Thursday, July 10, 2008 | Come on, folks, let’s get real.

The lack of parking downtown is the worst thing about Petco Park. Proposing a stadium—especially one large enough for football crowds—on the waterfront is just plain goofy.

A multi-use facility? How many pro sports teams have to go belly-up in San Diego before our decision makers get wise? People live in San Diego because the weather is phenomenal, and we can play outdoors 365 days a year. That should be the focus of our tourism effort; get the outdoor people to come and play here.

There’s only a limited number of San Diegans who will pay to watch someone else play ball-and-stick sports; it doesn’t seem like much of an engine to drive our local economy.

Back on topic:

It seems like tourism and traditional waterfront uses can go hand-in-hand. I’ve only visited Seattle a couple of times, but that city’s huge tourist/shopping complex fits in quite nicely between the shipping industry and the commercial fishing concerns.

San Diego should be the busiest shipping port on the west coast, with the good-paying jobs that entails. With our access to maquiladora manufacturers, we should be the shipping hub of the entire Pacific Rim.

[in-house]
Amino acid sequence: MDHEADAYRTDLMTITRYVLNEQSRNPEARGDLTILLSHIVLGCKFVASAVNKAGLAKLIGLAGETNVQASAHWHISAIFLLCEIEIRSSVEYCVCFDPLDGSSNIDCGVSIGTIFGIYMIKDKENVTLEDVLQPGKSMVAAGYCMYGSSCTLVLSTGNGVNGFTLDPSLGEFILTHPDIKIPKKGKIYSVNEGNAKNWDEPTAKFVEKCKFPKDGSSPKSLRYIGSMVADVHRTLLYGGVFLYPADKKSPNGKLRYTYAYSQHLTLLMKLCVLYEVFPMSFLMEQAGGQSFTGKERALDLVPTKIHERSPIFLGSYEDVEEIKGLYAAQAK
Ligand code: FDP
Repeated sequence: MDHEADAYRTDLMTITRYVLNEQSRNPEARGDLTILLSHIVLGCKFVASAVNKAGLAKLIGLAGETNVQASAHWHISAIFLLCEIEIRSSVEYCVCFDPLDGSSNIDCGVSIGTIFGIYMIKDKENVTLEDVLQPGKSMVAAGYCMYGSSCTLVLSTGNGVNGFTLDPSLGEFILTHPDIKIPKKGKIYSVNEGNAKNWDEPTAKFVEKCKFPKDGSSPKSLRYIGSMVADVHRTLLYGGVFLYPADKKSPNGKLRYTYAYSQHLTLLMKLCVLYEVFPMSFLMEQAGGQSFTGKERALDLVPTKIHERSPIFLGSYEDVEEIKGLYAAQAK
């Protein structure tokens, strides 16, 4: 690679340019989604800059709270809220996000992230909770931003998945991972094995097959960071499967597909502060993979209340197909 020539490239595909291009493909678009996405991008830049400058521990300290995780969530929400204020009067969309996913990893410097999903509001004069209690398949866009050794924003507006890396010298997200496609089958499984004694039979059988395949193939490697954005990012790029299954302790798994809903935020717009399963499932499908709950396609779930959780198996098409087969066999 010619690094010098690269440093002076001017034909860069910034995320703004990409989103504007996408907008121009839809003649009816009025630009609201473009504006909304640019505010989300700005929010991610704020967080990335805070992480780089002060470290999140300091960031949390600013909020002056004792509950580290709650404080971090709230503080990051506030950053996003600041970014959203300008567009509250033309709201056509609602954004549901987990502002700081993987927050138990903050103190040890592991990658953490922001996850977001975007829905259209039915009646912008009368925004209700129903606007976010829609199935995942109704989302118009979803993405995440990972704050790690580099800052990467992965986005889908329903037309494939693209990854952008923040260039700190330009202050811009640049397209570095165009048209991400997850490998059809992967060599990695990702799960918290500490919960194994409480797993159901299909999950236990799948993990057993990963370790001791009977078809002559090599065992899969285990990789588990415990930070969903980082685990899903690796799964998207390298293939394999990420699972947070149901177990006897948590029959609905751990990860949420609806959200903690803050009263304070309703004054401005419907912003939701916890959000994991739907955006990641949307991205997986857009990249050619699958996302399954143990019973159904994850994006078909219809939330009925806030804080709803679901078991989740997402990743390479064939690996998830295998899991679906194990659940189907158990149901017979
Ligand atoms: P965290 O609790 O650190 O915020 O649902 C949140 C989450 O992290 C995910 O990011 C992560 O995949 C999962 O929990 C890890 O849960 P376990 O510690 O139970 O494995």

Instead, we push for more tourism-oriented development, and the plethora of minimum-wage jobs it creates. More hotels make money for developers, generate a few pennies, and of course create more demand for skilled labor like housekeepers.

Seaport Village? Please. We installed a tacky strip mall in the form of a New England fishing town, right smack dab on our waterfront, just to milk a few pennies from tourists and to create a few sales clerk jobs.

Keep building those hotels, and using cookie-cutter concepts to separate tourists from their dollars. How many amphibious tour buses can crawl around our streets and bob across the bay, with guides pointing out points of interest? (“Look, there’s a seal. Look, a big gray boat. Look, a building with green lights on top.”)

Eventually, tourists will just bypass us for Anaheim. At least there, visitors can pretend to have a unique experience by visiting the California Adventures theme park.

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